What are music royalties? How are they divided between copyright holders? What organizations do you need to sign up to to collect your share of the royalties?
The music industry doesn’t make royalties an easy topic. They’re all over the place, and every country has different organizations and rules. Thankfully, you don’t need to know how every country’s royalty collection societies and copyright laws function in order to collect royalties where your music is publicly played, performed, or aired.
However, you should at least understand how royalty payments are divided amongst songwriters, publishers, and artists. We’re going to cover these things in-depth throughout this blog post.
The Basics of the Music Industry Payment Structures and Music Royalties
Music royalties are the money generated by a song or album’s usage. This usage can be a public performance, stream on Spotify, Apple Music, or other digital service provider, or a sync license (which we’ll cover in detail a little later on). Royalties are paid to the copyright holders. There can be one or many. For example, an up-and-coming band may be signed to a contract with a record label that pays them 10% of all revenue created from the sales of their music on physical CDs and streaming services. The individual musicians may then also receive royalties based on their contribution to the song as well as any profits made from publishing royalties.
An independent artist or band, on the other hand, would receive all of those royalties without having the label getting a cut.
Music royalties have evolved a lot over the years, and there are more streams of revenue than ever before in the history of music. And companies like Jamvana, SoundExchange, and Songtrust are helping songwriters, artists, and musicians collect the money and royalties they deserve.
If you’re a songwriter, artist, or musician yourself, these companies provide services such as collection and distribution of mechanical royalties for songs and compositions, collection and distribution of performance royalties for artists and musicians, payment processing services to help manage royalty payments in the digital age, and an administration throughout the process of collecting mechanical royalties with an easy-to-use reporting system so that the publisher, performer and performing rights society can easily see how mechanical royalties are collected and paid.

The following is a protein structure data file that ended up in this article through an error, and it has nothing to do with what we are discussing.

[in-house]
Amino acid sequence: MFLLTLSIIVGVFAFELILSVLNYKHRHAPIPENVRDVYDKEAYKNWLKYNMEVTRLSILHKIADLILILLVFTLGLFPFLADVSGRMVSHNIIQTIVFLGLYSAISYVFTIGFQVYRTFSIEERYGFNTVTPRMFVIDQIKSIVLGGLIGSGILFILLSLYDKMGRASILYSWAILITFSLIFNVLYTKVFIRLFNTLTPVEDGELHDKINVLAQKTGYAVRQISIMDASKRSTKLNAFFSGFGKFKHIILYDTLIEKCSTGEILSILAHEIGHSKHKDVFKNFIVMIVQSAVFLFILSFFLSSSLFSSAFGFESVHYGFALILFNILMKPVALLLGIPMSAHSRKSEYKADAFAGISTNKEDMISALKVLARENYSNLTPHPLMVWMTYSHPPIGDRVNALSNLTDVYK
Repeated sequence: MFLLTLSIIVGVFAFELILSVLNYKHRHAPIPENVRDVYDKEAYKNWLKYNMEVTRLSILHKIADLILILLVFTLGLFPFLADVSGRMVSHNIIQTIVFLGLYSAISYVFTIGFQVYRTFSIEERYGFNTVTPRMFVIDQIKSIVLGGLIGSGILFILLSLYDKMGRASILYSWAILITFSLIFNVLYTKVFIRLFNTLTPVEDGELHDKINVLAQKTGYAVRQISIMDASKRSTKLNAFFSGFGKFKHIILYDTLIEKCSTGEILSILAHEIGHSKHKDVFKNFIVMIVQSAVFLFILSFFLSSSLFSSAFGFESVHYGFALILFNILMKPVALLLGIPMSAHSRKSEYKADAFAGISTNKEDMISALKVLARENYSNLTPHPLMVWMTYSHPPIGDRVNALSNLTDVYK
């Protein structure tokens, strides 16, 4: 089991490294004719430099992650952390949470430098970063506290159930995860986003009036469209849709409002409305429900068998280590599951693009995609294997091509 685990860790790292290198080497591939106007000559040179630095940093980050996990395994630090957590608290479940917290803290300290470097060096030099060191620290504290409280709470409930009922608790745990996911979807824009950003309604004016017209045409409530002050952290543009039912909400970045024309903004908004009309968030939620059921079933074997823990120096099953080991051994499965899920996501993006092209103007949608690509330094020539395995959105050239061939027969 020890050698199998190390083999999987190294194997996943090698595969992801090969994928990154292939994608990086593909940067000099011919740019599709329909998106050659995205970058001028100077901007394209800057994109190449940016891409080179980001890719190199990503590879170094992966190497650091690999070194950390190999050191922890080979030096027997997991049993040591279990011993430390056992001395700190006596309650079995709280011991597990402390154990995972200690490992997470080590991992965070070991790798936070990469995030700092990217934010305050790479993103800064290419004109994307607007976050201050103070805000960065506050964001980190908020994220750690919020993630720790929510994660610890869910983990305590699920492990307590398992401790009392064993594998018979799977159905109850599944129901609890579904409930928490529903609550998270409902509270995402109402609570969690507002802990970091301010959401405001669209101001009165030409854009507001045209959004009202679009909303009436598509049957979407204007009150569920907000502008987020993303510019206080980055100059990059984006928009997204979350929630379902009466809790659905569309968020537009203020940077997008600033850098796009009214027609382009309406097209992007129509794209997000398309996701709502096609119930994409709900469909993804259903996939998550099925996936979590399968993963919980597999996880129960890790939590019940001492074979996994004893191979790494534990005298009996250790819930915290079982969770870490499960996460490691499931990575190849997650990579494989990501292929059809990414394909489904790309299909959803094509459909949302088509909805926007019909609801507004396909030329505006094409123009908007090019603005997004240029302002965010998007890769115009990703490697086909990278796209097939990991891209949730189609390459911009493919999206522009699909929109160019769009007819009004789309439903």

The Various Types of Royalties Paid to Artists, Songwriters, and Music Publishers
Royalty types vary in terms of the source, what is being paid, and how it is calculated. The following are some common examples of the royalties paid to artists, songwriters, and music publishers:
- Mechanical royalties: These royalties are collected by a mechanical rights administrator on behalf of the songwriter or composer. In the United States, it’s the Mechanical Licensing Collective (MLC) or Songtrust.
- Performance royalties: These royalties are paid to songwriters for “public performances” of their songs. The royalties are collected by performing rights organizations such as ASCAP, BMI, and SESAC.
- Digital performance royalties: Also referred to as “neighboring rights,” these are royalties paid to the sound recording copyright owner such as the artist and/or label for a public performance of the sound recording. These royalties are generated when a sound recording is played via a non-interactive stream (Pandora, SiriusXM). This does not apply to terrestrial radio in the US, unfortunately. This is, however, hopefully on the verge of changing with the introduction of the American Music Fairness Act.
- Sync licensing fees (technically not a royalty): These are upfront fees that are paid to the sound recording and composition copyright holders in exchange for a license to use their music.